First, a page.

Friday, April 19, 2013

Crash and Burn by Michael Hassan

Crash and Burn
Good reads Summary
Crash and Burn by Michael Hassan

On April 21, 2008, Steven "Crash" Crashinsky saved more than a thousand people when he stopped his classmate David Burnett from taking their high school hostage armed with assault weapons and high-powered explosives. You likely already know what came after for Crash: the nationwide notoriety, the college recruitment, and, of course, the book deal. What you might not know is what came before: a story of two teens whose lives have been inextricably linked since grade school, who were destined, some say, to meet that day in the teachers' lounge of Meadows High. And what you definitely don't know are the words that Burn whispered to Crash right as the siege was ending, a secret that Crash has never revealed.

Until now.

Michael Hassan's shattering novel is a tale of first love and first hate, the story of two high school seniors and the morning that changed their lives forever. It's a portrait of the modern American teenage male, in all his brash, disillusioned, oversexed, schizophrenic, drunk, nihilistic, hopeful, ADHD-diagnosed glory. And it's a powerful meditation on how normal it is to be screwed up, and how screwed up it is to be normal.(l

My Thoughts
My rating: 3 of 5 stars

It’s day three post Crash and Burn and the words still elude me. What aspect of this held me? It certainly wasn’t any of the characters as they were all worlds away from perfect. Crash particular was a douche.. no doubt about it. Hero status notwithstanding,  all the cruising and the boozing, the cussing and name dropping with his boys and the girls, the hooking up and the what not… made this almost too dark but with a a lack of depth. There seemed no reason for all of it, save to shock. Oh, look at that, young kids all doped up. Oh, look at that heedless treatment of another! There’s a lack of reason for the way they all behaved save the young being reckless. And reckless they indeed all were. But the worst thing - and most accurate thing - here lay in how Roxanne summed him up: his mediocrity and failing to be more is related to his fall back position. He feels himself go nowhere, lead nowhere because he isn’t as smart as others and couldn’t possibly be as ‘good’ as others… so why bother? It irked me… this thinking, because a lot of it led to detailed description of reckless behavior.

He’s not alone as the lot surrounding him was terrible (some more than others…) from his father, to Burn, to Roxanne… disappointment and heartbreak followed.  It’s to his father that I thought reason might follow. That his being a douche was some sick twisted version of tough love; that in fact, there was love somewhere buried deep, deeeepppp down. I was wrong. While Crash himself could act atrociously time and again, in acting thus, I at least knew more of him. I confess to not liking him but at least I knew him and his reasons (no matter how self serving/ a bit lazy feeling I felt they were.) His father though? Why such douche behavior, douche? The man’s actions and words made zero sense to me. Perhaps he’s one of those characters? You know, the one written simply to be hated? If so, it worked. I loathed the ass.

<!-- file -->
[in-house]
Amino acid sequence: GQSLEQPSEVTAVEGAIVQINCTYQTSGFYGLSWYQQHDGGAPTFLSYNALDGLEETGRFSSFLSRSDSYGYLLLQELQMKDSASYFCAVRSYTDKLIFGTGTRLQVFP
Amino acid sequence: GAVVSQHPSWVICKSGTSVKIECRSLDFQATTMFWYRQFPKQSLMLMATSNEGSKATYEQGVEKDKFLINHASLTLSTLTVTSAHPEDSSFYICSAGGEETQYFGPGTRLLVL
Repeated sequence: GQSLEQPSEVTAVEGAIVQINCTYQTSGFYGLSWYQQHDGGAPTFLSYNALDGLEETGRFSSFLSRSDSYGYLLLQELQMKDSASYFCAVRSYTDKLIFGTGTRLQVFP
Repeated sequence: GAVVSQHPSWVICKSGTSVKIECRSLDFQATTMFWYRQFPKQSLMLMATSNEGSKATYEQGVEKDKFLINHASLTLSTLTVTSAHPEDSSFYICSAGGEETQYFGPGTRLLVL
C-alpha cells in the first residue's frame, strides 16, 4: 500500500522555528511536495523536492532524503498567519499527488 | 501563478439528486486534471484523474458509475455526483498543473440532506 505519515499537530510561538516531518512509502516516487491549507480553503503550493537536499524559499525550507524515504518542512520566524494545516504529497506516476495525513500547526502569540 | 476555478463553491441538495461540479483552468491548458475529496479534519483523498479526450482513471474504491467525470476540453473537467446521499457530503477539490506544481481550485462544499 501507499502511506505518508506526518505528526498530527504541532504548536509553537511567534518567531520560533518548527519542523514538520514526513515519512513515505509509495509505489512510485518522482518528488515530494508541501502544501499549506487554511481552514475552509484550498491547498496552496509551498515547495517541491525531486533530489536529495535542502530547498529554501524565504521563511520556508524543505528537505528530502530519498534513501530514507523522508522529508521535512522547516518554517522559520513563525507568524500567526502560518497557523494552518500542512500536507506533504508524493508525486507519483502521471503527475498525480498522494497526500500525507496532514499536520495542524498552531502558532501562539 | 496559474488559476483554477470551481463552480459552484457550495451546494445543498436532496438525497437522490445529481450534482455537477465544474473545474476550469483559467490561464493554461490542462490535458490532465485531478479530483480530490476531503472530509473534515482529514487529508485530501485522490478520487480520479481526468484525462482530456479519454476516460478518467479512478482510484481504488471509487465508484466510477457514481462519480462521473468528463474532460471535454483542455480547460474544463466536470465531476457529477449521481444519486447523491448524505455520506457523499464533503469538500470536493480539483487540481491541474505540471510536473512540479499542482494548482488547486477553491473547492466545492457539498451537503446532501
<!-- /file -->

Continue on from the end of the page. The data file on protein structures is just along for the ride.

Another thing that had me going was the switch back and forth FROM CRASH’s past of not quite popular boy (but getting there) TO his present version floating on his hero status (aka the douchey dude I wanted to punch). The past reveals him to be less the douche experiencing first loves and one disappointment after another while it’s the present that reveals him to be  more often than not as self-serving, this despite heroic acts. In fact it’s the aftermath of the heroic act in question that propels him further into douchedom. But if anything it’s this aspect that allows for some of their reasons to seep through. Reasons for someone’s seemingly selfish act or for another’s self-destructive behavior… it doesn’t all make complete sense… except maybe they do kind of make sense a little. It’s difficult but we see the connections they make with another and how one may be deeply affected the same thing barely touches another. These connections they made to each other AND THEN the things that these connections had them doing, the consequences ranged from heartbreaking, frustrating, disappointing, to terrifying

But it’s BURN’S part in this that has me split. At first, I was feeling things a tad simplistic; that tragedy begetting tragedy became his theme, but the longer things are considered, the clearer it is that there’s truth in it, no? That one sad thing then another sad thing, then  another… then what follows at his hand makes sense, in a tragic sort of way. Maybe it’s a bit simple to say that one sad thing (more than one sad things) leads to the same… but maybe that just isn’t the case. The point I’m trying to get at is... he isn’t just the broken guy doing this terrible thing, but he is just as much a victim as the rest.

DARK then darker with each page so that it’s the ending that leaves me slightly disappointed. It felt almost to HEA considering everything else in it.


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